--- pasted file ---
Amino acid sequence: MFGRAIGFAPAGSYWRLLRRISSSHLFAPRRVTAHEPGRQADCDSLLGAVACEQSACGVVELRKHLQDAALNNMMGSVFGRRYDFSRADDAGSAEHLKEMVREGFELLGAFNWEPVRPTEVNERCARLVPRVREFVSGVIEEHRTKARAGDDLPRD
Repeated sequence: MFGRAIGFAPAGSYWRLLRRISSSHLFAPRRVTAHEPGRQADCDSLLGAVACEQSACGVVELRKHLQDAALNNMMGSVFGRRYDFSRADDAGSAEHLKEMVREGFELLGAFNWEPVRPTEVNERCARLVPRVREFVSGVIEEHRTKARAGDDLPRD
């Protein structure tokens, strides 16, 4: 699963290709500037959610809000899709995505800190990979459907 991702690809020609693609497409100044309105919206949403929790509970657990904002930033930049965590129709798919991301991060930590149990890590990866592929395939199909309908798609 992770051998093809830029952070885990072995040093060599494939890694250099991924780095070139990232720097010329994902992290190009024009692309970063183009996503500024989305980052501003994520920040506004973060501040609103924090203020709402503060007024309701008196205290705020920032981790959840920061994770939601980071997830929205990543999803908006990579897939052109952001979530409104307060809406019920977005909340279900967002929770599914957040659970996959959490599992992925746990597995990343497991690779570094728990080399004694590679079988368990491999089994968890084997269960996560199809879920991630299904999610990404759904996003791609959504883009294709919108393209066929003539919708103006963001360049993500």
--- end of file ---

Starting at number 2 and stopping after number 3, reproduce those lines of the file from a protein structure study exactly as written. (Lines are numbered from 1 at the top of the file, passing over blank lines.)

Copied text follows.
Repeated sequence: MFGRAIGFAPAGSYWRLLRRISSSHLFAPRRVTAHEPGRQADCDSLLGAVACEQSACGVVELRKHLQDAALNNMMGSVFGRRYDFSRADDAGSAEHLKEMVREGFELLGAFNWEPVRPTEVNERCARLVPRVREFVSGVIEEHRTKARAGDDLPRD
């Protein structure tokens, strides 16, 4: 699963290709500037959610809000899709995505800190990979459907 991702690809020609693609497409100044309105919206949403929790509970657990904002930033930049965590129709798919991301991060930590149990890590990866592929395939199909309908798609 992770051998093809830029952070885990072995040093060599494939890694250099991924780095070139990232720097010329994902992290190009024009692309970063183009996503500024989305980052501003994520920040506004973060501040609103924090203020709402503060007024309701008196205290705020920032981790959840920061994770939601980071997830929205990543999803908006990579897939052109952001979530409104307060809406019920977005909340279900967002929770599914957040659970996959959490599992992925746990597995990343497991690779570094728990080399004694590679079988368990491999089994968890084997269960996560199809879920991630299904999610990404759904996003791609959504883009294709919108393209066929003539919708103006963001360049993500």